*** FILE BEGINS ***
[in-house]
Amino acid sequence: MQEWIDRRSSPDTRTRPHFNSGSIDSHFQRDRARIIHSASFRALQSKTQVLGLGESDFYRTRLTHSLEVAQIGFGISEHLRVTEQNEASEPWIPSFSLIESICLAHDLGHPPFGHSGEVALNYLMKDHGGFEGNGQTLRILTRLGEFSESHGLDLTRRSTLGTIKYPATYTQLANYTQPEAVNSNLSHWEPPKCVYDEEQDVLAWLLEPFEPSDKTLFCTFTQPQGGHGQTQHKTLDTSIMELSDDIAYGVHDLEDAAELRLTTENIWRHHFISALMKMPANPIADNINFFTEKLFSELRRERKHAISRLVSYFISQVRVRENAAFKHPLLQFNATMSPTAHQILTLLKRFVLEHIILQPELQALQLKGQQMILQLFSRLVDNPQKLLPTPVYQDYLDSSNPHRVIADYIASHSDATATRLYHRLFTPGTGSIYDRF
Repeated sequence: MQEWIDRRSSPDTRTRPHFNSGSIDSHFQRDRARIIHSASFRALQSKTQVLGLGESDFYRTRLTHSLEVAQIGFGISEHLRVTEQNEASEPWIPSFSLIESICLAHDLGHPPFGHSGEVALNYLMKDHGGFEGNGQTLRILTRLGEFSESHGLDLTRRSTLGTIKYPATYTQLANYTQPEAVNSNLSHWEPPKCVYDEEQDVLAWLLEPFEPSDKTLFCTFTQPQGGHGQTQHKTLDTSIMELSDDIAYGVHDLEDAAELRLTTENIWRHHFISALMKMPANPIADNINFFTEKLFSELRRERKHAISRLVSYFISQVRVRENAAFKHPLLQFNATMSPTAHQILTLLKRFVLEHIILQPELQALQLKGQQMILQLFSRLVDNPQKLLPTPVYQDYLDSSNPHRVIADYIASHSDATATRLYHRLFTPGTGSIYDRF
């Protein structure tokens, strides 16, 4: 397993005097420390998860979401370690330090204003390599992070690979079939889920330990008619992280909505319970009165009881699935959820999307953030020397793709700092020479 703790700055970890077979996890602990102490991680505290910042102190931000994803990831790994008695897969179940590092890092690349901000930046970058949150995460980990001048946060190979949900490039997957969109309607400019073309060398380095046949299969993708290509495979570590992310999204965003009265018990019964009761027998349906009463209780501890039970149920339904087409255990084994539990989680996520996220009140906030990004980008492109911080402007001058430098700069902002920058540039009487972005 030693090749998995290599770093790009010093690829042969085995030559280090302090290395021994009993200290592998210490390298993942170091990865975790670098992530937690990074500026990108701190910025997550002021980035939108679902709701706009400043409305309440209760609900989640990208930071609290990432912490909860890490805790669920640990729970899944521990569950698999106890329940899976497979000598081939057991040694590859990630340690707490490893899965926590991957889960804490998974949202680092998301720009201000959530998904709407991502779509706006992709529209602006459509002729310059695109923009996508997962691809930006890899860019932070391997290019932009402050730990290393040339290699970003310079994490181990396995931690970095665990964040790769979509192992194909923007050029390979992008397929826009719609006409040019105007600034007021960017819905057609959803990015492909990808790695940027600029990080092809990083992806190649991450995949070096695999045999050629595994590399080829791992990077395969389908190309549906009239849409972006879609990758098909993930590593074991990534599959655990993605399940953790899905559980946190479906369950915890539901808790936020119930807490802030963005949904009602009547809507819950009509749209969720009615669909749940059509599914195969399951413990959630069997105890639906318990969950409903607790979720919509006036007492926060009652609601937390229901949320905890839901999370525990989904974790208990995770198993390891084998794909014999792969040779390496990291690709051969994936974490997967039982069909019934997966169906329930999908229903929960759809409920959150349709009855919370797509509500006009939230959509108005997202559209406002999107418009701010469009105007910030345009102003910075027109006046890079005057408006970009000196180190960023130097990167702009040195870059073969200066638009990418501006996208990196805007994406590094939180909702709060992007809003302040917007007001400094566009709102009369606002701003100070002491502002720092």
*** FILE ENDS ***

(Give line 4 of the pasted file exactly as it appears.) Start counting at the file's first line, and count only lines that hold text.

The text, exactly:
């Protein structure tokens, strides 16, 4: 397993005097420390998860979401370690330090204003390599992070690979079939889920330990008619992280909505319970009165009881699935959820999307953030020397793709700092020479 703790700055970890077979996890602990102490991680505290910042102190931000994803990831790994008695897969179940590092890092690349901000930046970058949150995460980990001048946060190979949900490039997957969109309607400019073309060398380095046949299969993708290509495979570590992310999204965003009265018990019964009761027998349906009463209780501890039970149920339904087409255990084994539990989680996520996220009140906030990004980008492109911080402007001058430098700069902002920058540039009487972005 030693090749998995290599770093790009010093690829042969085995030559280090302090290395021994009993200290592998210490390298993942170091990865975790670098992530937690990074500026990108701190910025997550002021980035939108679902709701706009400043409305309440209760609900989640990208930071609290990432912490909860890490805790669920640990729970899944521990569950698999106890329940899976497979000598081939057991040694590859990630340690707490490893899965926590991957889960804490998974949202680092998301720009201000959530998904709407991502779509706006992709529209602006459509002729310059695109923009996508997962691809930006890899860019932070391997290019932009402050730990290393040339290699970003310079994490181990396995931690970095665990964040790769979509192992194909923007050029390979992008397929826009719609006409040019105007600034007021960017819905057609959803990015492909990808790695940027600029990080092809990083992806190649991450995949070096695999045999050629595994590399080829791992990077395969389908190309549906009239849409972006879609990758098909993930590593074991990534599959655990993605399940953790899905559980946190479906369950915890539901808790936020119930807490802030963005949904009602009547809507819950009509749209969720009615669909749940059509599914195969399951413990959630069997105890639906318990969950409903607790979720919509006036007492926060009652609601937390229901949320905890839901999370525990989904974790208990995770198993390891084998794909014999792969040779390496990291690709051969994936974490997967039982069909019934997966169906329930999908229903929960759809409920959150349709009855919370797509509500006009939230959509108005997202559209406002999107418009701010469009105007910030345009102003910075027109006046890079005057408006970009000196180190960023130097990167702009040195870059073969200066638009990418501006996208990196805007994406590094939180909702709060992007809003302040917007007001400094566009709102009369606002701003100070002491502002720092």